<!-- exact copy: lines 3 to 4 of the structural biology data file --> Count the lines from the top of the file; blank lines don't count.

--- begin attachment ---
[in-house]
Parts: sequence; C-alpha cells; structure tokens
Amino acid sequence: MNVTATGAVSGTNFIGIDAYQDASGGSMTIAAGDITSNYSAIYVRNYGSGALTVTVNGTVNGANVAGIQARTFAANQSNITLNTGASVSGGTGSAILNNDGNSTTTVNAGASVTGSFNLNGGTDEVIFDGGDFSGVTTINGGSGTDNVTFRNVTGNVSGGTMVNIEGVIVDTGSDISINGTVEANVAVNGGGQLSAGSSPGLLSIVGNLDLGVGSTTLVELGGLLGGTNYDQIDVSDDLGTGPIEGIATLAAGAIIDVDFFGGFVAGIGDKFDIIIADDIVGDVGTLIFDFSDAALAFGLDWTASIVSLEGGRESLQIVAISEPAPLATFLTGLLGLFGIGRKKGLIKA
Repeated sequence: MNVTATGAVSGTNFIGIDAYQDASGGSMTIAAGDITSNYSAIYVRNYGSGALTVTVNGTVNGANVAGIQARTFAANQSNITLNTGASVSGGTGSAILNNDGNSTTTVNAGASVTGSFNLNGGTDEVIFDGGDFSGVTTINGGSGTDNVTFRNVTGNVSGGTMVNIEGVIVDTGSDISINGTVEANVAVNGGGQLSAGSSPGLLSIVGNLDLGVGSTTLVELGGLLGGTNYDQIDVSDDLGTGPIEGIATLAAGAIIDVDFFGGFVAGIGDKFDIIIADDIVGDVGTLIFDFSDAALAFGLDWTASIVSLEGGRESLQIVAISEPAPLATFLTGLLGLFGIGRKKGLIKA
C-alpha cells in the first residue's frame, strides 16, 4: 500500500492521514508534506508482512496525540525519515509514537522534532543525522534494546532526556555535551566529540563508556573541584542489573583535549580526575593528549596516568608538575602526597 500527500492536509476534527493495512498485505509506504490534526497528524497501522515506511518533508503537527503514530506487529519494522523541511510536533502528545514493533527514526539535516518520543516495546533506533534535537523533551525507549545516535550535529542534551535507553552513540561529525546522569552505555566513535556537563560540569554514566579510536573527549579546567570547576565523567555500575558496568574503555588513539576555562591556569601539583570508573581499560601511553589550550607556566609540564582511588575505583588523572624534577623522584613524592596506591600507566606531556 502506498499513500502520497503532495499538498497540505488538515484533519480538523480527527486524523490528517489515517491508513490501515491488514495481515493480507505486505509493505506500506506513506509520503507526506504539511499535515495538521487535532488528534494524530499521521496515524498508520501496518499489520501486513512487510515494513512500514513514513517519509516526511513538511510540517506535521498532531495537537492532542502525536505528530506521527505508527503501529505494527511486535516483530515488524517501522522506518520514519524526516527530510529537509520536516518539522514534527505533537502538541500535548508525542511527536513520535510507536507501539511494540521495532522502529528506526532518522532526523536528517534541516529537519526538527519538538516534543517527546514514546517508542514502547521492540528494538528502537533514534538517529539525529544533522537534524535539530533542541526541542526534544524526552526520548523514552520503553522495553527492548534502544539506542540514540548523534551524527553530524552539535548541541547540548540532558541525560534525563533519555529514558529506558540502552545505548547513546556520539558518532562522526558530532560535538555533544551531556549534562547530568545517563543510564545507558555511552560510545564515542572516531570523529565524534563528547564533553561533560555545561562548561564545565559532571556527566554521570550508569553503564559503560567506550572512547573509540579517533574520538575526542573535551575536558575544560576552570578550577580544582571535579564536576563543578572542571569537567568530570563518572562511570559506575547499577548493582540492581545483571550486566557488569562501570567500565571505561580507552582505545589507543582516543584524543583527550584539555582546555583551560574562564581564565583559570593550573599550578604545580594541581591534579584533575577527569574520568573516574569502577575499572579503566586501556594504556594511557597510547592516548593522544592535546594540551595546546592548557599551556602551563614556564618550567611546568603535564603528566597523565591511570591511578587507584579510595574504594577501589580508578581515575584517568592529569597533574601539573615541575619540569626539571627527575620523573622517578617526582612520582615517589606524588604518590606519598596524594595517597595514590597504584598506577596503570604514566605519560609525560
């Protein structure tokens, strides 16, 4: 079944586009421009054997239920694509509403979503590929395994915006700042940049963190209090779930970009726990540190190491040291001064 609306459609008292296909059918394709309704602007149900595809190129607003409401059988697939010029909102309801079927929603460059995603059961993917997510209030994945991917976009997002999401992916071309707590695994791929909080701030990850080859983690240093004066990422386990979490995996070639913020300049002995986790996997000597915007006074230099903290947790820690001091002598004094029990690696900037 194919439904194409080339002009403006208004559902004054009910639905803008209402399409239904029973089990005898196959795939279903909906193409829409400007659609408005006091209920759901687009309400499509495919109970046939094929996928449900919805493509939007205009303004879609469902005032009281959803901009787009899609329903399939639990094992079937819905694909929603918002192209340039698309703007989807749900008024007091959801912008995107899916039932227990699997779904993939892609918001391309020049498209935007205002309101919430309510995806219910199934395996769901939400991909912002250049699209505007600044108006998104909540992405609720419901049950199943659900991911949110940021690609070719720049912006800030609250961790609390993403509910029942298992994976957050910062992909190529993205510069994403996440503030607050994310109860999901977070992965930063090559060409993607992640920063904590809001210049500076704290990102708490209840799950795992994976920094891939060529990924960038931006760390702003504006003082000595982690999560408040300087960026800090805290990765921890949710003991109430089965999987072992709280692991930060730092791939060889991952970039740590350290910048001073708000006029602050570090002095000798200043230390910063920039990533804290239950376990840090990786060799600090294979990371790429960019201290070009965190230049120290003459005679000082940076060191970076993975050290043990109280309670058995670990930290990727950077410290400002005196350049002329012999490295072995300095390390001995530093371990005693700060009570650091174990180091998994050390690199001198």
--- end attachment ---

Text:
Amino acid sequence: MNVTATGAVSGTNFIGIDAYQDASGGSMTIAAGDITSNYSAIYVRNYGSGALTVTVNGTVNGANVAGIQARTFAANQSNITLNTGASVSGGTGSAILNNDGNSTTTVNAGASVTGSFNLNGGTDEVIFDGGDFSGVTTINGGSGTDNVTFRNVTGNVSGGTMVNIEGVIVDTGSDISINGTVEANVAVNGGGQLSAGSSPGLLSIVGNLDLGVGSTTLVELGGLLGGTNYDQIDVSDDLGTGPIEGIATLAAGAIIDVDFFGGFVAGIGDKFDIIIADDIVGDVGTLIFDFSDAALAFGLDWTASIVSLEGGRESLQIVAISEPAPLATFLTGLLGLFGIGRKKGLIKA
Repeated sequence: MNVTATGAVSGTNFIGIDAYQDASGGSMTIAAGDITSNYSAIYVRNYGSGALTVTVNGTVNGANVAGIQARTFAANQSNITLNTGASVSGGTGSAILNNDGNSTTTVNAGASVTGSFNLNGGTDEVIFDGGDFSGVTTINGGSGTDNVTFRNVTGNVSGGTMVNIEGVIVDTGSDISINGTVEANVAVNGGGQLSAGSSPGLLSIVGNLDLGVGSTTLVELGGLLGGTNYDQIDVSDDLGTGPIEGIATLAAGAIIDVDFFGGFVAGIGDKFDIIIADDIVGDVGTLIFDFSDAALAFGLDWTASIVSLEGGRESLQIVAISEPAPLATFLTGLLGLFGIGRKKGLIKA